The transition from childhood to adulthood is no joke. Amongst many things, adolescence is that perplexing phase of self-discovery, where one latches onto ideals of freedom, finds fresh interests, and falls for new people. It’s also a bloody nightmare for most parents.
Historically teens have always got slack for being bratty, rebellious and simply put- annoying little shits. The judgment against them is real and the emergence of their own views or ways about doing things is regarded as nothing but mood swings and hormonal fits.
It’s a sad state of affairs.
What if there was more to the story though, one that we haven’t bothered to dig deeper and understand more about that could, maybe just maybe, help us see things from their perspective.
Enter Brain Science.
If you must know something about the pink loaf sitting in our heads, driving our existence, it’s a good idea to start with the orbitofrontal cortex. This is a part of the brain’s frontal lobe responsible for cognitive development and decision-making. Like most of us humans, this section of the brain is a work in progress, especially during those precious teenage years.
Imagine being expected to deliver a successful quarter without a full download of the business. Seems unfair, doesn’t it? Yet our teens are perpetually judged for their inability to make wise choices and control their emotions when the development of this crucial part of their cortex is literally still under development.
Meanwhile, the amygdala is relied upon to make decisions and solve problems. Except that there’s a tiny problem with that. The amygdala is infamously associated with instinctive and impulsive behavior thus making these prime years emotionally turbulent. So with an immature prefrontal cortex and an activated amygdala, those aggressive reactions and unexpected fits are almost inevitable. If you’re looking to develop some empathy for your teenage child or sibling, now is probably a good time.
But the pressures don’t stop here.
Living in this digital age, we’re all well acquainted with the toxic influences of social media on young minds, particularly issues of social comparisons, low self worth, anxiety, and depression. The anatomy of the teenage brain has a role to play here too. The medial pre-frontal cortex guides their notion of self and drives self-esteem. With no surprise, it becomes awfully active during adolescence and peaks around mid-teen years.
This is where self-image, social situations, and group pics become very confronting. It also explains their tendencies to spend inexplicable hours posting the ‘right’ selfies in attempts to gain social approval. The last thing any teen wants to hear is a millionth reminder about clearing their face acne or perhaps losing/ gaining an extra few pounds.
Of course, no conversation with a teen is complete without asking them what career path they want to choose. Let’s turn back to the area of the brain that guides higher-order cognition, the prefrontal cortex. Things like thinking about the future, career decisions, and long- term goal setting fall under this domain. But guess what, this area continues to develop until the twenties and ironically enough our societies push kids to have their entire life paths figured out as early as they hit middle school. Cut them some slack people!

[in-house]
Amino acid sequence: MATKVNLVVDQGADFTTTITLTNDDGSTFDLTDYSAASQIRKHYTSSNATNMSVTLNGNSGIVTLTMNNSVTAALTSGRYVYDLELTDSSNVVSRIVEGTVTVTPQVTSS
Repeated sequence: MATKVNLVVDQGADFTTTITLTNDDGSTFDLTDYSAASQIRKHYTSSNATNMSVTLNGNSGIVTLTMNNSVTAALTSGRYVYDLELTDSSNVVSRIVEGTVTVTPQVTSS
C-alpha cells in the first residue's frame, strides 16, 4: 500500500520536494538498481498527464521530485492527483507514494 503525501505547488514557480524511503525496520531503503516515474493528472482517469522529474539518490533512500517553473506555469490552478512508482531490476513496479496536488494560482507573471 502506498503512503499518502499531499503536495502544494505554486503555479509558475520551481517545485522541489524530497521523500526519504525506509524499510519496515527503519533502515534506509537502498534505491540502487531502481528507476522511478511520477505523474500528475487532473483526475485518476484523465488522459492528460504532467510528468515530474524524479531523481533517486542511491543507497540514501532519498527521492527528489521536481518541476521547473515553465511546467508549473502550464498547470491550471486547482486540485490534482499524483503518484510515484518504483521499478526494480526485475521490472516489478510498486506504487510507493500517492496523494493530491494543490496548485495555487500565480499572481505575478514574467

Scientists agree that the development of the teenage brain is fascinating in more ways than one. There’s a bit of loss and gain in the synapses through a process called pruning, much like pruning the old branches of a tree for new strong ones to grow.
As young boys and girls mature between 13-18, they also lose some of their grey matter, which isn’t necessarily a bad thing because this is the brain’s way of fine-tuning connection between other cells. This is where learning and growth get real for teens, because how they spend their time during this phase becomes hardwired in their cells for life! This also explains why a few experiments with cigs in school end up sticking as a bad habit through adulthood.
If cells could talk, they’d most likely say- reading books during these developmental years trumps binging on Netflix, fellas.
It’s hard enough to cope with changes in the brain, let alone changes in expectations from the external world. What teens need is fewer labels and more empathy. Constant criticism only backfires with more aggressive tendencies. But connection is the savior. There’s nothing that supportive relationships cannot get them through.
The underlying message is clear. Teens have a fair amount of responsibility for the kind of choices they make. But they also need their supposedly intelligent superiors to facilitate in their making of healthier choices. No human can give what they do not have. Having healthy and meaningful interaction equips them to form healthy bonds with others into adulthood which secures their well-being.
Empathy and compassion are like nature’s prescription for the development of their full cognitive potential.
May this be a reminder for the next time you feel like shutting the door on your upset teen.